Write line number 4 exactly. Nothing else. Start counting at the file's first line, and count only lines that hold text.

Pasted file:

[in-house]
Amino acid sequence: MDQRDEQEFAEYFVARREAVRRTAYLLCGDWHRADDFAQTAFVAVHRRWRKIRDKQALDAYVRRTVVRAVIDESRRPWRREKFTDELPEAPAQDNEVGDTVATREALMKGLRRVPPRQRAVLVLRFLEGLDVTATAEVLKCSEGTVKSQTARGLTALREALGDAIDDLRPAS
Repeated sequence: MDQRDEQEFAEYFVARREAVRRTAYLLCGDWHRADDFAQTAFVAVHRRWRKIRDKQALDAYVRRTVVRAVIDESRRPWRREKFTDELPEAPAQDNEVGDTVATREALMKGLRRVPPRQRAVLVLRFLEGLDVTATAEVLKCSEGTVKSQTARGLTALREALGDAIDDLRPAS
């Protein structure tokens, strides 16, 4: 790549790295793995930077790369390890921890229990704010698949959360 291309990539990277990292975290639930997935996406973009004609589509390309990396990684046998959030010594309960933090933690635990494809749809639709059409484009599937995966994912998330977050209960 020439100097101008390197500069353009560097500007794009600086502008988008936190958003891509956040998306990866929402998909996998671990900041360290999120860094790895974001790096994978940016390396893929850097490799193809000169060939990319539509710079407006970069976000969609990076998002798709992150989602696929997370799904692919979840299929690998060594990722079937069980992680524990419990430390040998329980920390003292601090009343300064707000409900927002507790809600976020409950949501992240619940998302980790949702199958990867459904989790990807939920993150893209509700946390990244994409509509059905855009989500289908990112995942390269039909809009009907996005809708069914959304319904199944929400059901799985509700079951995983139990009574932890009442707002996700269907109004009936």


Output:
């Protein structure tokens, strides 16, 4: 790549790295793995930077790369390890921890229990704010698949959360 291309990539990277990292975290639930997935996406973009004609589509390309990396990684046998959030010594309960933090933690635990494809749809639709059409484009599937995966994912998330977050209960 020439100097101008390197500069353009560097500007794009600086502008988008936190958003891509956040998306990866929402998909996998671990900041360290999120860094790895974001790096994978940016390396893929850097490799193809000169060939990319539509710079407006970069976000969609990076998002798709992150989602696929997370799904692919979840299929690998060594990722079937069980992680524990419990430390040998329980920390003292601090009343300064707000409900927002507790809600976020409950949501992240619940998302980790949702199958990867459904989790990807939920993150893209509700946390990244994409509509059905855009989500289908990112995942390269039909809009009907996005809708069914959304319904199944929400059901799985509700079951995983139990009574932890009442707002996700269907109004009936």